SCORE

So you’ve gotten your business off the ground. The clients are rolling in, and it feels like all there is left to do is give your team a pat on the back for all they’ve accomplished. But as soon as your foundation is set, the question of expansion is already on the table. Even a thriving company can end up sinking for a lack of acceleration.

You may have read up on the growth vs. profitability debate. Since time is your most precious commodity as a business owner, you may be feeling the pressure to pick a side. On the one hand, sustained growth can get you closer to market dominance and a place at the top of your industry. On the other, staying profitable means you’re efficient and a bit more measured in your ascent, giving you a stronger foundation on which to build. As you may have read, the merits of each are the source of some serious controversy.

Taking Sides

A quick Google search will give you an idea just how powerful this difference of opinion is amongst prominent business thinkers. Equally powerful arguments exist for growth over profitability and profitability over growth. Considering the importance of each, it’s strange to think that so many minds consider these two forces oppositional. In fact, not only is it possible for your company to embrace both: it’s a necessity for survival.

You don’t need to pick a side, because knowing both positions will equip you and your business with the mental capital to strike your organization’s optimal balance of profit and growth. 

Why Profitability?

Advocates of the profitability path frequently couch their claim in business fundamentals. “You’re here for one reason,” they’ll tell you, “to make money.” This means performing your core competency with maximum efficiency. Staying lean has many merits, and it doesn’t negate growth: it simply makes it more sustainable.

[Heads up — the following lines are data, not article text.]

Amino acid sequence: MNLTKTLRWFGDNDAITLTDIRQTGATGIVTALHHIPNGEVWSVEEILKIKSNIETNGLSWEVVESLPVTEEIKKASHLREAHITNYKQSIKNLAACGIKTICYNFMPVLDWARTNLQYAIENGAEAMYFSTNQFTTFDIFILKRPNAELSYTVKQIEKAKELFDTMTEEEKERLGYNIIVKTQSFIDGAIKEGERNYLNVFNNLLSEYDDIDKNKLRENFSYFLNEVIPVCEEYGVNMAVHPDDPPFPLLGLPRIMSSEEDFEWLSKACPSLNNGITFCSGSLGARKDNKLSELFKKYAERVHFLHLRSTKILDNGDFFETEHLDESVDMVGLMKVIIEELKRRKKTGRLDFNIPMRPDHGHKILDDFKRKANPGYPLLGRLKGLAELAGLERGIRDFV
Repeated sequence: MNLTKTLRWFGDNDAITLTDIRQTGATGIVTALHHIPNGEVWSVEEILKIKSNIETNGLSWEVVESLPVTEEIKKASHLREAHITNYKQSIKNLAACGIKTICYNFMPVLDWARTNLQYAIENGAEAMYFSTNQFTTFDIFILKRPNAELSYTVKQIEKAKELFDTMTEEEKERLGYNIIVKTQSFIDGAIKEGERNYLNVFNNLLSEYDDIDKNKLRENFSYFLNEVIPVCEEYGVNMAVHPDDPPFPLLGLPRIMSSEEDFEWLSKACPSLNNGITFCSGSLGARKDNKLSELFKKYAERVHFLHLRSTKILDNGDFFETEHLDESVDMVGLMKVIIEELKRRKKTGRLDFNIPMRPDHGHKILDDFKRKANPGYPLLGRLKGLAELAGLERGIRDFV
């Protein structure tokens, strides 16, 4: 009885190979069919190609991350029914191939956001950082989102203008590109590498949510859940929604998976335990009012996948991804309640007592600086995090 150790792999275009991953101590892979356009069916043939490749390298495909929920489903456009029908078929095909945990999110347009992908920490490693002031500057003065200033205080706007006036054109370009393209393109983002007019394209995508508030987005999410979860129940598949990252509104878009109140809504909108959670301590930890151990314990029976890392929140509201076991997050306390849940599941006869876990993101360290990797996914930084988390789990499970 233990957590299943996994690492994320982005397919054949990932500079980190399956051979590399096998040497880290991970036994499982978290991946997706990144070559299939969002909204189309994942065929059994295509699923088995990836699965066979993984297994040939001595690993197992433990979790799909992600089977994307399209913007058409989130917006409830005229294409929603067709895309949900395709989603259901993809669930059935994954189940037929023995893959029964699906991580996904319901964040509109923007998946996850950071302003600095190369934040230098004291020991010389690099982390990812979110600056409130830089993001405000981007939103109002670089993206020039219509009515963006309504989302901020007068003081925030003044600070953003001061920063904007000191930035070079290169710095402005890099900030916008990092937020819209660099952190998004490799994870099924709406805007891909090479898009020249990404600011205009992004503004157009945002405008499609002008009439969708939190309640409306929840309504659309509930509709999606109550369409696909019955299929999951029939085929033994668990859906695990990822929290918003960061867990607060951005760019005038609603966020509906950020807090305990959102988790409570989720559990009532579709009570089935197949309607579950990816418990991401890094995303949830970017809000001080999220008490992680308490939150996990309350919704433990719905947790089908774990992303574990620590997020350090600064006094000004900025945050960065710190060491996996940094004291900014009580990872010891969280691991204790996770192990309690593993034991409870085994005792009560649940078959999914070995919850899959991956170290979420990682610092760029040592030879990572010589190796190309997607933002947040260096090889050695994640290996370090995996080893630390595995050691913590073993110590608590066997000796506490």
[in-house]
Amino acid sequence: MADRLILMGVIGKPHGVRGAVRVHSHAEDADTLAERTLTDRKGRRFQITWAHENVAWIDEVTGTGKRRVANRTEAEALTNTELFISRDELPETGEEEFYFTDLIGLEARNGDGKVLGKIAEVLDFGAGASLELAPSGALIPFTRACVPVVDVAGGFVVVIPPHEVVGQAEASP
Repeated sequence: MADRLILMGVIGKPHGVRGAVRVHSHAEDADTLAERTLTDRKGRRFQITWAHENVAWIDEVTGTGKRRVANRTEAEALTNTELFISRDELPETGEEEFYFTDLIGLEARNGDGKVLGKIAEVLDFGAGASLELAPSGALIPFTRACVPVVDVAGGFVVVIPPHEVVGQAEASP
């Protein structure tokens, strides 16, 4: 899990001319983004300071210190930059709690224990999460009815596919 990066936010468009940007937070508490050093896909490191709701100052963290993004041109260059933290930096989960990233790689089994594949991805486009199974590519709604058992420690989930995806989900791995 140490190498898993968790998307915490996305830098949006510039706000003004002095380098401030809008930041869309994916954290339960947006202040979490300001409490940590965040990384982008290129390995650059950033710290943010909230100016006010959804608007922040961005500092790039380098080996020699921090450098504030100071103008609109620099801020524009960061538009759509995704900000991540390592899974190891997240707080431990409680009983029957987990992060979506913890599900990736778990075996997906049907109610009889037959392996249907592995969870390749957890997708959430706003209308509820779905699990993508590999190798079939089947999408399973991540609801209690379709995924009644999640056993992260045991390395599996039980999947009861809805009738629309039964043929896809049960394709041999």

If you’re in it for the long haul, extensive research has shown that higher-earning companies have historically been the ones who placed greater emphasis on profitability over short-term growth. Despite high-profile examples of growth-oriented success, it’s important to remember that corporations like Facebook or Amazon are only a few out of thousands. Sure, everyone wants to reach for the stars, and they should. But in terms of fundamentals, big risks could mean big losses.

Why Growth?

At the same time, it’s not just once-in-a-lifetime multi-billion dollar companies that benefit from rapidly scaling up in their formative years. In many ways, current market conditions favor growth. As the cost of debt and equity lowers, so too does the risk element, and choosing growth over profitability becomes a lot easier. The recent beneficiaries of aggressive growth strategies are many, and just about any Internet-based startup you can think of—from Google to Groupon—went growth-first before rising to the top.

A close look at the books and market conditions will show you how much growth needs to guide you, in any case. The more competitive your industry, the more an emphasis on growth will keep your head above the rest. It’s all a matter of reading the situation and choosing the balance that works for you and your company. 

The Best of Both Worlds

While maximizing both factors simultaneously is a tall order for many companies, a measured approach that balances the pursuit of profits with expansion is worth the time and attention. It may not be the most clear-cut tactic, but it’s the real way to keep the money coming in steadily while also increasing your piece of the overall pie. In support of my own experience at Leonis Partners are scientific studies that prove a failure to accommodate both growth and profits into your business plan will leave you wanting. No business is the same, of course, and figuring out this balance will be a multistep process. 

I’ve seen too many businesses fall by the wayside as their leadership played the big-growth game as though it were a high stakes game of poker. On the other hand, those too focused on profitability over expansion often find themselves stuck when it comes time to scale up, simply because they have no idea how to do it. 

Entrepreneurship isn’t a zero-sum game. In fact, it’s not really a game. A measured approach—one that takes good stock of where your company stands and adjusts accordingly—is the way to grow a business without letting profits fall by the wayside. And though an all-in mentality has its place in many aspects of business, when it comes to the growth-profitability debate, a spot on the proverbial fence isn’t such a bad vantage point.